One Man Rail Crews

OMAHA, Neb. (AP) - The biggest U.S. freight railroads appear ready to renew their push to reduce their crews to one person from the current two-man operation used at major railroads now.

Eight U.S. railroads have filed a federal lawsuit against the union that represents rail conductors to force the SMART union to negotiate about crew sizes during the next round of contract talks that starts in November.

The union says the railroads are undermining the bargaining process by turning to courts to force the issue.

The railroads argue they should be allowed to have the discretion to operate trains with reduced crews and possibly move conductors out of locomotives to ground-based jobs.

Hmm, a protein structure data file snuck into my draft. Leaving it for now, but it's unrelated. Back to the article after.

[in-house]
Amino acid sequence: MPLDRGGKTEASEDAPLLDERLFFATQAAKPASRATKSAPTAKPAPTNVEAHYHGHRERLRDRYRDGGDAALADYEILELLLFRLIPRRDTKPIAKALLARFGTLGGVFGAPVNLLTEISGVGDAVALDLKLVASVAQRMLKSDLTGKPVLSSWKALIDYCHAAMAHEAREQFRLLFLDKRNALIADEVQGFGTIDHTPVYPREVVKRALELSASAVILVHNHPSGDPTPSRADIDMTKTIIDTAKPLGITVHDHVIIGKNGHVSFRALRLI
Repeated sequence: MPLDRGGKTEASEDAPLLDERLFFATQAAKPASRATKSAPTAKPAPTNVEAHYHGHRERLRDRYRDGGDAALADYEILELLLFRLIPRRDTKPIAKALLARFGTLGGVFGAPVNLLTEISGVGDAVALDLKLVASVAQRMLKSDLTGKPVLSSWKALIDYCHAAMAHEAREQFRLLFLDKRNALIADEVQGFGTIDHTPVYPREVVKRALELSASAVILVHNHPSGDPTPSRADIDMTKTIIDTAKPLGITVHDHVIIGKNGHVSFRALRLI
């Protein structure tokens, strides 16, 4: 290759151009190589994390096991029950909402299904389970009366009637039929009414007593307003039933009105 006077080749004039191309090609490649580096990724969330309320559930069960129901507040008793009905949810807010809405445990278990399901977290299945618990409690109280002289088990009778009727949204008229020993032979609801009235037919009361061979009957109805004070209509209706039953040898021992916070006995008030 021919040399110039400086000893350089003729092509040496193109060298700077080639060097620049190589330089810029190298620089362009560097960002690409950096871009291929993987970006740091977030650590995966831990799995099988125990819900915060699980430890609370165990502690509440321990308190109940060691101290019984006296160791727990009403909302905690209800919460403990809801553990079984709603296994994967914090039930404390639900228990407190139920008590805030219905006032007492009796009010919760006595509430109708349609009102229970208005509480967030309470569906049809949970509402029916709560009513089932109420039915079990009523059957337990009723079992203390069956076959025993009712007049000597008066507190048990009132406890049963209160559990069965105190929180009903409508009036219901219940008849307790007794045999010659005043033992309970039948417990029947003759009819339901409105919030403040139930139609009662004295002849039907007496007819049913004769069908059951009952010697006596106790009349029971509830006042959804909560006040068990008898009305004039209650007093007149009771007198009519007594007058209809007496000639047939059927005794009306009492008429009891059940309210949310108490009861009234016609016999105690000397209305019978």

Major U.S. railroads have been steadily reducing the size of train crews for decades to reduce costs and take advantage of technological advances that they say reduces the need for crew members.

In other news

LINCOLN, Neb. (AP) - The lethal injection protocol that was used to execute a Nebraska prisoner last year has survived a legal challenge from death penalty opponents who had hoped to overturn it to prevent the state from carrying out capital punishment.